Entrepreneurs in Española

In 1958, two boys, Lorenzo and Pedro Atencio, took advantage of their mom’s exceptional culinary skills by generating cash during their summer breaks selling her tacos and tamales. At that time, the price for a taco was 15 cents and the price for a tamale was 10 cents.

Umbrella logo at El ParaguaThe boy’s ambitious enterprise was successful and evolved quickly. Their dad, Luis Atencio set them up with a table on a busy corner near the family home. Luis provided shade for the boys using a large, multi-colored umbrella. The boys ran from car to car selling tacos and tamales to the hungry drivers that lined up. In the meantime, their mother, Frances Atencio, worked diligently to supply them.

Frances’ delicious comfort food became extremely popular in the Española valley. Locals referred to the Atencio’s seasonal venture as “The Stand,” with members of the community urging the family to open a year round establishment. The boy’s father, Luis Atencio, a plumber by profession, heeded his neighbor’s request. Luis converted a small camping trailer into a taco wagon, thereby creating New Mexico’s first food truck.

El Paragua taco truckThe Taco Wagon gained a reputation and a large, loyal following, with people traveling from all over northern New Mexico to buy food. Later, the family adopted the umbrella as their logo to make sure locals knew that this was the Atencio family business and that they could expect the same outstanding food that had made the initial roadside stand so popular.

Food Truck to Restaurant

Luis and Frances AtencioBy 1966, Luis Atencio converted a tack room on the family’s property into a small restaurant with a formal dining area. The small dining space was christened El Paragua, Spanish for umbrella.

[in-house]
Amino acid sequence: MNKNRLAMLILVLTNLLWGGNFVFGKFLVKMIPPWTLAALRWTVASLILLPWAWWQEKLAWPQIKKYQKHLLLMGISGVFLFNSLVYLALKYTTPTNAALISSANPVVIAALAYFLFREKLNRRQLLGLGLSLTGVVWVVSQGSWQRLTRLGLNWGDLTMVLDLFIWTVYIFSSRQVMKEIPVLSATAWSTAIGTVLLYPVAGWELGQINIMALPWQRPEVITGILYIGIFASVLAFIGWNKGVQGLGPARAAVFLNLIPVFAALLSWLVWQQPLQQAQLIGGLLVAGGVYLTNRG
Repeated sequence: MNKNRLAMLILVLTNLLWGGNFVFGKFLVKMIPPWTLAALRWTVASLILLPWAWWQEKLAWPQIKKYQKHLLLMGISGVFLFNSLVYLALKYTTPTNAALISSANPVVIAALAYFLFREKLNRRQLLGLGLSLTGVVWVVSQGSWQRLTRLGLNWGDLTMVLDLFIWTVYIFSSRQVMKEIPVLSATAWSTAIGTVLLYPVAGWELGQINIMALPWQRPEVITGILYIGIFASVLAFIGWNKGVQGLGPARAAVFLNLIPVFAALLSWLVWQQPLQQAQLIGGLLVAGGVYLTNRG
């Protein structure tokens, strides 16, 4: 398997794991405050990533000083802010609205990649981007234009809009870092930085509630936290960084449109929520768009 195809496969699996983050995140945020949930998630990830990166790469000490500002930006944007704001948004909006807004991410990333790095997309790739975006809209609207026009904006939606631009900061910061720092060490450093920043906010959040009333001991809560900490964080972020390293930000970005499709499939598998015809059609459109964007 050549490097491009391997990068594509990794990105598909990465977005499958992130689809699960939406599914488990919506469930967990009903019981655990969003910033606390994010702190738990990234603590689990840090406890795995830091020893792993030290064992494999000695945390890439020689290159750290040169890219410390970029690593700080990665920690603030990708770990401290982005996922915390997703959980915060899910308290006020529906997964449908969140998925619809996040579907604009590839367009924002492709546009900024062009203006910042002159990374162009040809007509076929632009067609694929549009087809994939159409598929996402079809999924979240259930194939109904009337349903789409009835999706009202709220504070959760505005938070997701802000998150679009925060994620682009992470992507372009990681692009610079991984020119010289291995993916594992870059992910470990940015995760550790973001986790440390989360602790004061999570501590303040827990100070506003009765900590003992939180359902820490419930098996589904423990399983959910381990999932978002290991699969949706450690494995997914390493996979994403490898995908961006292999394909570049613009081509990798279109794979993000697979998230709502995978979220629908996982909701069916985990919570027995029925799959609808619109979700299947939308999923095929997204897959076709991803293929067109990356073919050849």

Within one year the family received so much support from the community that they expanded. Luis added a bar in his plumbing shop next door to the restaurant, becoming a plumber by day and a bartender by night. He quickly became friends with most of the population of northern New Mexico. Fortunately, as the business grew, the family did as well. In time, Frances’ daughters, Dorothy, Olga and Maria, joined their mom in the kitchen, helping her keep up with the growing demand.

The family continued to expand the restaurant over the years, expanding the seating capacity. The entire Atencio family participated. The boys helped their father collect the stones used on the building’s facade. The family garden plot became a parking lot. Building materials were salvaged from a variety of sources; the railroad, Archbishop Lamy’s property, the Santa Fe prison, etc. It was Luis and Frances’ lifelong project, one that their children continue today.

Community and Cuisine

This family business is about more than a restaurant. It is about more than food. It is a place for the community to gather, to celebrate, to enjoy good food, and good service from a family that has been a part of the community since the arrival of their Spanish ancestors centuries ago. The two ambitious boys, and their siblings, are adults now, with families of their own. Together, they have continued to expand the family business, with their children and grand children getting involved.

El Paragua exterior with flowers bloomingThe next generation is carrying on their grandparent’s legacy of outstanding food and exceptional service. Though the original Taco Wagon was retired, the Atencio family continues to provide delicious, affordable fare via six El Parasol locations in Española, Pojoaque, Santa Fe and Los Alamos.

El Parasol’s Chicken Chalupa

Servings: 4


  • 4 corn tortillas
  • Vegetable oil
  • 1 cup refried beans
  • 1 cup shredded chicken
  • A fresh tomato, diced
  • 1 cup grated cheese
  • 1 cup guacamole
  • 4 Tablespoons sour cream


  1. Heat vegetable oil in skillet. You can tell if the oil is ready to fry by inserting a wooden spoon into the oil. The oil will bubble around the stick when it is ready. Alternately, you can use a popcorn kernel. It will pop between 325 and 350 degrees Fahrenheit.
  2. Fry the corn tortillas until they are crisp. Drain the excess oil and place on an oven proof plate.
  3. Spread the refried beans over the tortilla to cover them and top with chicken and cheese.
  4. Bake or broil in the oven until the cheese is melted.
  5. Quickly cover with guacamole, lettuce, diced tomato and sour cream. Garnish with black olives, an onion ring and dust with paprika. Serve immediately.

Please leave your recipe modifications and/or questions in the comments below.

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